Still we linger in Doncaster. Things, however, have taken an interesting turn. In his ongoing efforts to delve deeper into the eccentricities of British history, Husband stumbled across an interesting fact about the town in which we are currently staying. In 1822, it was reported in the London Observer that “more than a million bushels of human and inhuman bones” were imported into England (via Hull, because of course Hull), from towns that harboured the sites of Napoleonic battles and were thus littered with the bodies of soldiers and their horses. From Hull, these bodies were sent chiefly to Doncaster, where they were “[reduced] to a granularly state.” Why? Because dead bodies make good fertilizer and Doncaster was the seat of agricultural trade in Yorkshire. As this 1822 reporter said: “The good farmers of Yorkshire are, in a great measure, indebted to the bones of their children for their daily bread.” Firstly, this explains all the French-speaking ghosts. Secondly, this has given me a great title for a work of historical fiction: The Bone-Grinder’s Wife. With a sepia-tinged photo on the cover, cropped so as to just cut out the eyes, the title in italicized serif type, a blurb telling you what Ann-Marie MacDonald thought, and a purple sticker, Heather’s Pick, it’s what everyone’s mom is getting for Christmas.
Published by Ashleigh Kay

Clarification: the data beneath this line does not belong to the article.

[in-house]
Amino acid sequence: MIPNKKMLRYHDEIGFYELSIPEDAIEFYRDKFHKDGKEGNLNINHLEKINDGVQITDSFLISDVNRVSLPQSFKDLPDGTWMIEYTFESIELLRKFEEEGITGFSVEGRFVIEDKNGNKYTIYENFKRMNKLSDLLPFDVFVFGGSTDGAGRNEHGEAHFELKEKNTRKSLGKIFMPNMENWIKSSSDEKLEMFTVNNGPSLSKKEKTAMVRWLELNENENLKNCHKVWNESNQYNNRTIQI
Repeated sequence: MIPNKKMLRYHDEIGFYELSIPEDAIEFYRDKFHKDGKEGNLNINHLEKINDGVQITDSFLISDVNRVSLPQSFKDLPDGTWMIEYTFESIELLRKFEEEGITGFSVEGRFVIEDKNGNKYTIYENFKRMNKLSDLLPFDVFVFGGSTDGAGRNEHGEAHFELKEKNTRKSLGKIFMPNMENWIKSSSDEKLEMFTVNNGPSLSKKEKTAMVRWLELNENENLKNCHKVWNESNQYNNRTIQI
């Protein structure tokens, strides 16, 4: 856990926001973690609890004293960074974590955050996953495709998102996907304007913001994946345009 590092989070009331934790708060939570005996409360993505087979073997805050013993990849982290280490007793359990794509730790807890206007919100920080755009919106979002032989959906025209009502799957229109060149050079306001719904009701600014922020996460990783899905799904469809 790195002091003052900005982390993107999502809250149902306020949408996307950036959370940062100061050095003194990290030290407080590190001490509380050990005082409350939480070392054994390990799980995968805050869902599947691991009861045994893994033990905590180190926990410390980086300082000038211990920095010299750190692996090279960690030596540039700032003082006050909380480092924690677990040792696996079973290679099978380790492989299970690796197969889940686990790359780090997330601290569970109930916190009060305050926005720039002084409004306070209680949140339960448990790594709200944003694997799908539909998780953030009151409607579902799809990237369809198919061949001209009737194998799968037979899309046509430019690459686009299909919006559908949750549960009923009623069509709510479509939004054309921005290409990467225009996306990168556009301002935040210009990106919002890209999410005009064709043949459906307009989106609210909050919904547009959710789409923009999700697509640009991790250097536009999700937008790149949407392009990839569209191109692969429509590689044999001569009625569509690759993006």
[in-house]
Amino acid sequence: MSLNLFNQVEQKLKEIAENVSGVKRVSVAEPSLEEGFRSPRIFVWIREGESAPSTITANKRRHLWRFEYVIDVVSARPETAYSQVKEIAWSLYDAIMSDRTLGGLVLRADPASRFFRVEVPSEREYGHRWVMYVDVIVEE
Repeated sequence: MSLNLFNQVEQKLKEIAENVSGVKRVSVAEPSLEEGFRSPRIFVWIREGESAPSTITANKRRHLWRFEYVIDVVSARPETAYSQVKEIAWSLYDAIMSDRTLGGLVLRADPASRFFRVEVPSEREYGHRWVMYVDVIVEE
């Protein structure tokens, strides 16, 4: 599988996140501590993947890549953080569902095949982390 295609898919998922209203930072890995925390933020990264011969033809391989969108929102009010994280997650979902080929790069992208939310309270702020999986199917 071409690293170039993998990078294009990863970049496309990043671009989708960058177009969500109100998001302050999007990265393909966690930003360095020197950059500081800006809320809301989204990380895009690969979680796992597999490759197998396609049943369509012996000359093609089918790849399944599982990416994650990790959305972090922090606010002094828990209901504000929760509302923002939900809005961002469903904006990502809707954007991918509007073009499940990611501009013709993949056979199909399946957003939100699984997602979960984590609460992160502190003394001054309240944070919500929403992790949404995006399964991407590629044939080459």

I divide my time between a variety of poverty-inducing ventures: writing for fun and writing for torture; watching far too many movies and reading far too few books. I have lived previous incarnations as bookseller, bureaucrat, filmmaker, zinester, student, and wayward traveller. I studied Film at Langara after seven years at Simon Fraser entrenched in English, Archaeology and about every other Liberal Arts and social science topic you can imagine. I am very good at Trivial Pursuit. I am related to Dr. Samuel Johnson, writer of the first English dictionary, which explains my perfect spelling and penchant for black cats. I once lived in a house in the South Hill neighbourhood of Vancouver with six people, four cats, one goldfish, and a vegetable garden for a front yard. We called it The Commune. It was where I lived with my husband before he was Husband, before he was Fiance, before he was Boyfriend, back when he was just Boy Roommate. Life was a sitcom and we were the “will they/won’t they.” We did. Once we ran away to England because we like having adventures. But we didn’t like it that much, so we came home again. I have the personality of a superhero’s alter-ego. Only I don’t fight crime. At least not yet. View all posts by Ashleigh Kay